2 Corinthians 1:24
When the Lord Jesus ascended into heaven and poured out the Holy Spirit, he started a new people of God. This one people is made up of many groups of his followers across the world. In regard to many ways of being his people, he has given us freedom to live together, as we keep in step with the Spirit. For example, we are free to sing his praises according to our musical preferences. We are free to order our gatherings for worship. There is no set order of worship in the Bible. All this provides ample topics for discussion. Everyone seems to have a strong opinion on what is the best model, but we must recognize the scriptural idea of liberty within the boundaries of the word of God.
The same is true of the functional leadership of local gatherings. One thing I learned through over forty years of serving as a pastor or pastoral assistant is that every local group or collection of local assemblies has vehement opinions that their structure is biblical, and probably the only one that is acceptable to God. In practice, churches will tolerate much doctrinal error, as long as everyone agrees with their leadership structure. Yes, that truth hurts, but that is the painful reality.
However, in this article the subject is not the structure of leadership but the pattern or paradigm of the way leaders lead. This is not a matter of preference but of clear biblical teaching. Yet structure has always been of greater importance to Christians than the character and attitudes required of leaders. This is one source of much conflict in churches, as sinful pastors, elders, and deacons (and all these are sinners) lead sinful followers of Christ (and all followers are sinful). If the local leadership does not measure up to the expectations of the people, a rebellion of some sort is organized to change the leadership. But here is the problem. The leader or leaders are blamed, and not the paradigm of leadership. People are blamed and not the ideas that perpetuate the problems.
This is a vast subject, and I needed to say all of that to look at our text. We want to see the pattern of leadership that Paul modelled to the church in Corinth. Not that we lord it over your faith, but we work with you for your joy, because it is by faith you stand firm (NIV).
- Paul renounced a certain style of leadership. He did not act as lord over them. The nations of this world love a lordship style of leadership. Too many churches buy into the worldly style that the Lord forbids (Matthew 20:25-28). Leaders seem to love the authority to direct the church according to their preferences, since by virtue of their position they automatically “know what is best for this local church.” But the apostle Paul loved people deeply. (If you don’t think of Paul this way, reread Romans 12:9-21 and 1 Corinthians 13:1-13 where he gives two of the longest teaching sections about love in the NTS.) He also loved the Lord Christ deeply, and wanted him to be the lord of the church. Real biblically transformed leadership requires genuine love for the people who are served. Though true for many reasons, this kind of leader recognizes that he is also one of Christ’s people and needs to be lead. He is not in love with his position or function but in love with Christ and his people.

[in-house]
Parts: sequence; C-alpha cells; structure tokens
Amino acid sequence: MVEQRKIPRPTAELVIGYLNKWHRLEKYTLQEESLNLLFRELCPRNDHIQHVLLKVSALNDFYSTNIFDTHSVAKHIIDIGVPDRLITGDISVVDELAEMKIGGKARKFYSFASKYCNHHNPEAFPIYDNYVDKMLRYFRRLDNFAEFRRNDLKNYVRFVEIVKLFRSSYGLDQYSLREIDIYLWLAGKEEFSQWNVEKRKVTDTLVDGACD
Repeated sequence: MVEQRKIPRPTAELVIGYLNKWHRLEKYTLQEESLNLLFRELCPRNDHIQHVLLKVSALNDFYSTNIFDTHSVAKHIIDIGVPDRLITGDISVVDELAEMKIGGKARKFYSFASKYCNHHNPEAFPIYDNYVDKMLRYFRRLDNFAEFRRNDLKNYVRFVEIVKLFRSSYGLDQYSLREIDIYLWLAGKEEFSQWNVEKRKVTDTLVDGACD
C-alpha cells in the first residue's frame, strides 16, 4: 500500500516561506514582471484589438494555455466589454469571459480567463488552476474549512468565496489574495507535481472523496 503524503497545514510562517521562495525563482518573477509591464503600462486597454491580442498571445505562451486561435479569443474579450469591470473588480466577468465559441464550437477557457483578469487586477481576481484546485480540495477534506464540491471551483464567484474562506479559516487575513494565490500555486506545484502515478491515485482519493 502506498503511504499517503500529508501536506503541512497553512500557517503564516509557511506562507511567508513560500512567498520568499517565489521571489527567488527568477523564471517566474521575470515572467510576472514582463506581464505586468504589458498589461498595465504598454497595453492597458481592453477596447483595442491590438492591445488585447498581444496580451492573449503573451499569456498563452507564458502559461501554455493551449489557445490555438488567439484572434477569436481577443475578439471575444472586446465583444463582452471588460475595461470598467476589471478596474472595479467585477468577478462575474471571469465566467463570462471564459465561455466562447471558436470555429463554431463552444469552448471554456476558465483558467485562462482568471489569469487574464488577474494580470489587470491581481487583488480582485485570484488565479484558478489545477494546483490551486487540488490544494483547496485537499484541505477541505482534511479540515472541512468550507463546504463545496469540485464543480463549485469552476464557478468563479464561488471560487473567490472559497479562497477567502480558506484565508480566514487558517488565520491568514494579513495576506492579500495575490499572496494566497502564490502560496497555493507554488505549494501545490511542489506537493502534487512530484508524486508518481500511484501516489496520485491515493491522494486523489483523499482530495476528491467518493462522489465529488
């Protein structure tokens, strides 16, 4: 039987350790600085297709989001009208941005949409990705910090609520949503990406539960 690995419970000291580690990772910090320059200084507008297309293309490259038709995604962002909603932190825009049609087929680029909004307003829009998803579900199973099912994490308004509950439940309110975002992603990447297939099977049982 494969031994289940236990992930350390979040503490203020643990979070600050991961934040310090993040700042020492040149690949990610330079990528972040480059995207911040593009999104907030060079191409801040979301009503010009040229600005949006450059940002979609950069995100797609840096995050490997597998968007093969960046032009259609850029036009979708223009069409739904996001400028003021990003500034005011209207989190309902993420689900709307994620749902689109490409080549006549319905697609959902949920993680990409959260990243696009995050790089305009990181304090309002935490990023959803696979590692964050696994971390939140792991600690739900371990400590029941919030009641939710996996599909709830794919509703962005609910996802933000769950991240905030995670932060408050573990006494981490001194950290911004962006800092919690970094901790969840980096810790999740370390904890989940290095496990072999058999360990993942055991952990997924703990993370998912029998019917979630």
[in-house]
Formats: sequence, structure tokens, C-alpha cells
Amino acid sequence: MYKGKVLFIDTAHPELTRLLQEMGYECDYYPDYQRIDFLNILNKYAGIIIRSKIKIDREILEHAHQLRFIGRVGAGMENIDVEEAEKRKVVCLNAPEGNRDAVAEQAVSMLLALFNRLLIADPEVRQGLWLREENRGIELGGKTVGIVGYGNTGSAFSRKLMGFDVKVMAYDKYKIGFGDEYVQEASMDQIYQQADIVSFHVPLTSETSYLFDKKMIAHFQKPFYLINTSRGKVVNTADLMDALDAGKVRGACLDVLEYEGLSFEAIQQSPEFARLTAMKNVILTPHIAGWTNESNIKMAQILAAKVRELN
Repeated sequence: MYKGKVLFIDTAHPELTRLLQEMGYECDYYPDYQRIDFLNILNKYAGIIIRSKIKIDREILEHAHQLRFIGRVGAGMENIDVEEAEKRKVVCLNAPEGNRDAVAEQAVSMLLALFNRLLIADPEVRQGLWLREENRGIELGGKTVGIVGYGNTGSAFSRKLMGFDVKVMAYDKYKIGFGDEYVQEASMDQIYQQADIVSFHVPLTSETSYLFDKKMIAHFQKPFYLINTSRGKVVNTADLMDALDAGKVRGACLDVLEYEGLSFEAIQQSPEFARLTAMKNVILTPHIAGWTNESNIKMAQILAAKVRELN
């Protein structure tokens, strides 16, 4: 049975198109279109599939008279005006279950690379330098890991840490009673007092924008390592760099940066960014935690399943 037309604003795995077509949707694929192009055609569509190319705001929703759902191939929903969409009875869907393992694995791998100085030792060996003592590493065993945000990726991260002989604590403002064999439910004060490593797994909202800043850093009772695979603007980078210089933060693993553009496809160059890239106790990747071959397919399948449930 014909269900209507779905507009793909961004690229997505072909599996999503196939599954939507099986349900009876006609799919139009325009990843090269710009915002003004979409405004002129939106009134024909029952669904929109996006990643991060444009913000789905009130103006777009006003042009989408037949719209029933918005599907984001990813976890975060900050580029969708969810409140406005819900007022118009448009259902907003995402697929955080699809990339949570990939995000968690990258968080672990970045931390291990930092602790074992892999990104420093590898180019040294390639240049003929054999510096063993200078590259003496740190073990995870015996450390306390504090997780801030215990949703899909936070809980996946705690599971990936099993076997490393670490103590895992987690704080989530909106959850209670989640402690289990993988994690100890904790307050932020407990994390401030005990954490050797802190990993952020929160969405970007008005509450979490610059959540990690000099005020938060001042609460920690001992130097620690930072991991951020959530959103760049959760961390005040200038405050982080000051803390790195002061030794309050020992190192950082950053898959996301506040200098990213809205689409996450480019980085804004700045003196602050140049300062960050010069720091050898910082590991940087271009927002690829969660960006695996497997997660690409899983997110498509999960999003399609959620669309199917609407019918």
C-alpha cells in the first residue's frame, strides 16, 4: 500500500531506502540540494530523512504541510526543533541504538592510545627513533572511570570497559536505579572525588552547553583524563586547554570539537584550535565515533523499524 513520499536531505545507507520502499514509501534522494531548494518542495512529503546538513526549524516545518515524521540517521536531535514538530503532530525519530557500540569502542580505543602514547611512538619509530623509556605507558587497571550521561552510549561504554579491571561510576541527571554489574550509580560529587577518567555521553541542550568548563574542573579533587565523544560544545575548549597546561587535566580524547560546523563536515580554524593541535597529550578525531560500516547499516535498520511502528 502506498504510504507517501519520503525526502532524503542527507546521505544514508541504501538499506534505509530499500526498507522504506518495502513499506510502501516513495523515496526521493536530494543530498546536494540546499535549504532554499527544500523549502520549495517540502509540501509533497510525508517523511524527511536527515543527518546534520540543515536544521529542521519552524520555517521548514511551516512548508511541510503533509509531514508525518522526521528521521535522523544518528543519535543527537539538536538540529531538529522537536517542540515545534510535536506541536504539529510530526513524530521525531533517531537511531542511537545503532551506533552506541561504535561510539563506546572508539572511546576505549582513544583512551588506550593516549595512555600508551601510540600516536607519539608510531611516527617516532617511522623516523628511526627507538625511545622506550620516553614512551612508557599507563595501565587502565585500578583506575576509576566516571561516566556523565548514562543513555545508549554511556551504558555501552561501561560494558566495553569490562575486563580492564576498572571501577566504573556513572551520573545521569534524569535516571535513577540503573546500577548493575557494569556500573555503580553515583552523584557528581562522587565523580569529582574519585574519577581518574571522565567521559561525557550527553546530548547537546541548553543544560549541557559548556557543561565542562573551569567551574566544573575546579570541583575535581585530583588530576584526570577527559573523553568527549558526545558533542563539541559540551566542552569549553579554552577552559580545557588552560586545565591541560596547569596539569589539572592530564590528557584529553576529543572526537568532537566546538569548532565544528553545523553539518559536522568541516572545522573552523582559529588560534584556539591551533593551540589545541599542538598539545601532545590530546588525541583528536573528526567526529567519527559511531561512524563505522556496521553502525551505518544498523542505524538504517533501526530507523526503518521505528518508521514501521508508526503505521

- Paul set forth a correct objective. He worked for the joy of people. Knowing the high importance of joy in the true Christian way of life (Romans 14:17; Galatians 5:22; Philippians 4:4; 1 Thessalonians 5:16), he worked hard that others might have the joy of the Lord in their experience. Lack of joy in the Holy Spirit is of great concern to godly leaders. The joy of others requires sacrificial love and labor from those who would develop Christ’s followers.
- Paul reaffirmed the necessity of faith. Too often, church leaders look for obedience or conformity with the standards or rules of their church. But they forget that obedience is the fruit of faith, not of pressure from the leadership. A thoughtful reading of Hebrews 11 will show how faith produces godly actions or works, as James also teaches (James 2:18-26). But leaders must focus on faith first of all.
So then, there is a pattern for Biblical leadership. Do we desire it? Or are we content with “business” as usual? True godliness is conformity to the God’s word, not to the traditions of people.
Grace and peace, David